Such an outcome, avoiding risk to nearby residents and emerging mostly unscathed himself, must be credited as an outstanding success. But I asked Weeks if it would change the way he teaches emergency landings in the future. He said that it probably would. For one thing, he won't be satisfied unless he sees his students develop an "automatic response" to the emergency situation in which they find themselves. At low altitude, there is no place for the elaborate ceremony commonly taught to deal with engine failures—although several thousand feet in the air, it is certainly still proper to establish optimum gliding speed, select the best possible landing zone, attempt a restart, and communicate. But at 400 feet, trying to do all that would steal precious seconds and might well distract the pilot from doing what is necessary to bring about a successful outcome. "Urgency prevents you from analyzing," he says.
Compare that to typical flight-training lessons on emergencies: The instructor introduces the simulated failure, and then waits until the trainee establishes the proper glidespeed, waits until the trainee finds a place to land, waits until he or she troubleshoots the problem…. That's fine when introducing emergencies, he says. But after the intro stage is over and proficiency is being demanded, "it must be more of a drill." (This is something that any students wandering into Millinocket for flight training any time soon will quickly find out.)
If the ability to exercise judgment is important, airmanship plays an equally critical part in solving the survival equation. Veteran pilot Weeks' conditioned response to immediately lower the nose to avoid stalling, and then control the airplane by feel without the need to refer to the airspeed indicator or turn coordinator, helped him divide his attention between aircraft maneuvering and the equally important mental calculations that led to his successful landing.
"The other thing would be to clear your mind," he reflects. "In the routine of flying, sometimes you don't get your mind focused on the immediate task at hand." He admits that he was surprised—but certainly not paralyzed—when his engine quit. As the operator of a one-man business, the fire patrol (or in official lingo, aerial observation) flight was just another task on a busy day, and there were other jobs awaiting his attention. The possibility of an interruption seemed remote. But when the problem arose, Weeks, with his years of experience, was able to put surprise and disbelief aside and deal with the "new task," as he describes the events of the day. "A less experienced pilot might not have come out as well," he acknowledged.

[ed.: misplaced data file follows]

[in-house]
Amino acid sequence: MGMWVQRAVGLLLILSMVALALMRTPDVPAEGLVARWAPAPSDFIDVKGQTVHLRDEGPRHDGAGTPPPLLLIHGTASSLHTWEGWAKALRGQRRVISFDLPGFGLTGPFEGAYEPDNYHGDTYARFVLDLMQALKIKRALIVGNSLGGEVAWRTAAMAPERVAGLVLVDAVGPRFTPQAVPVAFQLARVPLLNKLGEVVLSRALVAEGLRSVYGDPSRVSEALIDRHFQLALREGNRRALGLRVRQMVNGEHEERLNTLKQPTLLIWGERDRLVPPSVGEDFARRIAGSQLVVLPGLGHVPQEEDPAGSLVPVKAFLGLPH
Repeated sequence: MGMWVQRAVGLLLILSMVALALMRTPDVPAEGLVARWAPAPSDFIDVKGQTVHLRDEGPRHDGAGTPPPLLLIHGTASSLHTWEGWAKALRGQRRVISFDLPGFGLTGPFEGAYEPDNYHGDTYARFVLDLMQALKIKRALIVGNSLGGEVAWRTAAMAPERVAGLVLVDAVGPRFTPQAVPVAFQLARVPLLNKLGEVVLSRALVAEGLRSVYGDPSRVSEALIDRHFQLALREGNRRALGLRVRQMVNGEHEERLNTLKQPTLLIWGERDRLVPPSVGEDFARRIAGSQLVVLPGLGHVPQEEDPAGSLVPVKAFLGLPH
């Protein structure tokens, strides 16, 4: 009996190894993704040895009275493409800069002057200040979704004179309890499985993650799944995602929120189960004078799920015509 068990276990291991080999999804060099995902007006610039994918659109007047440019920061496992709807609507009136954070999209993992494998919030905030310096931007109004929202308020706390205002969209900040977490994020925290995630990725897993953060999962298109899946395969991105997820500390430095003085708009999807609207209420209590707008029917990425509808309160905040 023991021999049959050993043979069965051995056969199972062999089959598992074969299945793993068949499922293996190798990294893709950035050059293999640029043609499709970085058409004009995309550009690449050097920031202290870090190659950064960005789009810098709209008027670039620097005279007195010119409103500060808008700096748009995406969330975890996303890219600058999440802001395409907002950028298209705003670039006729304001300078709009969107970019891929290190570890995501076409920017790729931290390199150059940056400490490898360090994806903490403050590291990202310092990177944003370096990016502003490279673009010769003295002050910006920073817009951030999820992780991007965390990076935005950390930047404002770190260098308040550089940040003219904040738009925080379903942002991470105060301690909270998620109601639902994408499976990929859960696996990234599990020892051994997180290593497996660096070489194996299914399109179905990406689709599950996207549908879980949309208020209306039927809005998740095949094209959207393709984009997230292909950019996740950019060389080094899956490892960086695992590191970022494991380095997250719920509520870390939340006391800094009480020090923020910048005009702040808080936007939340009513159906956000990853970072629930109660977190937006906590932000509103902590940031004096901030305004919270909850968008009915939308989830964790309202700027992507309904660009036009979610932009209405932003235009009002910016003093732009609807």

If even a working pilot finds himself aided by the old reminder to expect the unexpected, and to get through danger zones quickly, I think of all those pilots whose technique I have observed who take off day after day with never a thought as to such considerations as the airport's surroundings, or the rate of climb to employ. Indeed, many just trim the aircraft for takeoff and then accept whatever airspeed they get. Many pilots can't even recall the speed recommended by the manufacturer for such an operation, or the performance it provides under standard and nonstandard conditions. Nor have they even tried, since the checkride was passed years ago. Can you?
Remember that the elite pilot's club consisting of "those who have" experienced an emergency extends its membership invitations unannounced and unsolicited. It may come at 400 feet or 4,000. The initiation ritual is unforgiving and must be faced by the ready and the unprepared alike. But the pilot who gets through flying's zones of vulnerability as quickly as possible, and knows what to do while traversing them, is armed with the right answers.
Links to additional information about information on emergency procedures may be found on AOPA Online ( www.aopa.org/pilot/links/links0012.shtml). Dan Namowitz is a writer and flight instructor living in Maine.